Cathay Dragon shuts down

The low-cost subsidiary of Cathay Pacific Airlines (CX), Cathay Dragon, was closed down with immediate effect by owner Cathay Pacific last Tuesday (20 October).  Cathay itself is owned by the Swire Group.

“The global pandemic continues to have a devastating impact on aviation and the hard truth is we must fundamentally restructure the group to survive,” Cathay Pacific CEO Augustus Tang said.

“We have to do this to protect as many jobs as possible and meet our responsibilities to the Hong Kong aviation hub and our customers.”

The Cathay Dragon grounding is part of a wider restructure that includes more than 5,000 job losses.

Previously known as Dragonair, CX says it is hoped that the “majority” of the brand’s routes will be retained by Cathay Pacific or low-cost carrier (LCC) subsidiary HK Express.  The carrier was the second-largest operator at Hong Kong Airport (HKG) in 2019 with a 16% share of all departure seats.  Cathay Pacific itself is downsizing by 24%.

Emirates upgrades

Emirates is rolling out a redesigned onboard experience and introducing additional health and safety measures.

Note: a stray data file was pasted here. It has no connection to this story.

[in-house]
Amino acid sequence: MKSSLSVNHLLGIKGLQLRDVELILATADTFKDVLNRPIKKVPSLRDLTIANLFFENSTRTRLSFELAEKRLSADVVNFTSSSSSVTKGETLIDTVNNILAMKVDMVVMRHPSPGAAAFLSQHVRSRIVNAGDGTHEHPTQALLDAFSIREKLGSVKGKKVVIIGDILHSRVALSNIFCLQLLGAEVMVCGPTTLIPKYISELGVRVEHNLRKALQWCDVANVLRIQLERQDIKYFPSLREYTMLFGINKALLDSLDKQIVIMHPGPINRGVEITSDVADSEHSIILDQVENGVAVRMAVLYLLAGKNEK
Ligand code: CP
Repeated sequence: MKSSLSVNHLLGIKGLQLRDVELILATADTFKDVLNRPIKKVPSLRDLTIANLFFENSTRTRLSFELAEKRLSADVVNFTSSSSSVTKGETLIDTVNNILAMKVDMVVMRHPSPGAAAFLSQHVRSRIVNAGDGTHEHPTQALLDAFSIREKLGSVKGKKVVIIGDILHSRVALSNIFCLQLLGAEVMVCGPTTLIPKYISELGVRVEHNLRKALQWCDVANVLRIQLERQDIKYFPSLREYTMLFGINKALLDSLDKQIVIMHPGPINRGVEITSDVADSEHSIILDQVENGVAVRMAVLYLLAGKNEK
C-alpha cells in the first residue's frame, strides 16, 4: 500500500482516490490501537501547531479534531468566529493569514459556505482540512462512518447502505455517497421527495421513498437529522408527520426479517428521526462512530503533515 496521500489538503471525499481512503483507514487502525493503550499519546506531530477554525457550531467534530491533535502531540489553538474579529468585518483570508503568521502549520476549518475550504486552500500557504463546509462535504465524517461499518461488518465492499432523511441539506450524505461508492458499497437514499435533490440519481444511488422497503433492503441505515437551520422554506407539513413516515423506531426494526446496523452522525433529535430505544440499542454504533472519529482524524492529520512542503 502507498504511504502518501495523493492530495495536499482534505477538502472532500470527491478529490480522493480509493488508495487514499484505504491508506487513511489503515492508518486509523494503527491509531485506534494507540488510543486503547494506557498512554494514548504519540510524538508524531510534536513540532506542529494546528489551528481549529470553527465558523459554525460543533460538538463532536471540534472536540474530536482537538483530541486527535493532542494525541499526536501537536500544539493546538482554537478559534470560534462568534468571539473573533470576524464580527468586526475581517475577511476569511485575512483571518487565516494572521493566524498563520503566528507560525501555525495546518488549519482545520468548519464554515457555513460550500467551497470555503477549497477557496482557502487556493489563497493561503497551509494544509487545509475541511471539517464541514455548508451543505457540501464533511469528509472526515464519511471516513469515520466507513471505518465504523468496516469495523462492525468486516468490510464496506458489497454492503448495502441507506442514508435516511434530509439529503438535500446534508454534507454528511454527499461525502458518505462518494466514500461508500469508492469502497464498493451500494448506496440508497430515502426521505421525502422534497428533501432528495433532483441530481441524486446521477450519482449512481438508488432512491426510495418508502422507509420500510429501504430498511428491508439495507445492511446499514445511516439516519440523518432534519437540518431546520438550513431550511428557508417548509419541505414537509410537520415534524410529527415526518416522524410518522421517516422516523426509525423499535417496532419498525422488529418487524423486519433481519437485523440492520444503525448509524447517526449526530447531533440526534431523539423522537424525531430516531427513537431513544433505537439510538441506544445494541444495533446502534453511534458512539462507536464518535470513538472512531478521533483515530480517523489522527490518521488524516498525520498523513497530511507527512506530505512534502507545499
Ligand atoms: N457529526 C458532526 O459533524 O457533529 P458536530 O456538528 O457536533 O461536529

First Class customers can once again have a shower at 40,000ft.

From 1 November, Emirates' onboard dining experience will return to its signature service while observing strict hygiene protocols. Customers in all classes will enjoy multi-course meals and choose from a complimentary selection of beverages including wine and beer, as well as juices and soft drinks. Cocktails will also be served in premium classes.

In Economy Class, customers can choose from two wines; in Business Class, customers can choose from six wines including port and champagne, while in First Class, customers will have a selection of 11 wines including a dessert wine, port and Dom Perignon champagne.

The Emirates app has also been enhanced to allow customers on board to browse the menus on their personal devices both online and offline with the latest app update.

From Heathrow Emirates is operating four daily flights to Dubai, (all times local) the 09:05 and 18:30 departures both Boeing 777s whilst the 14:20 and 20:40 both Airbus A380.

Etihad and Israel

The UAE national airline Etihad is pushing ahead with its Israel relationship and is even developing promotional material in Hebrew.

Last Monday (19 October), in partnership with the Maman Group, the airline operated its first two-way flights between Israel and the Gulf state.  A Boeing 787 Dreamliner aircraft made the 3hr 30min journey.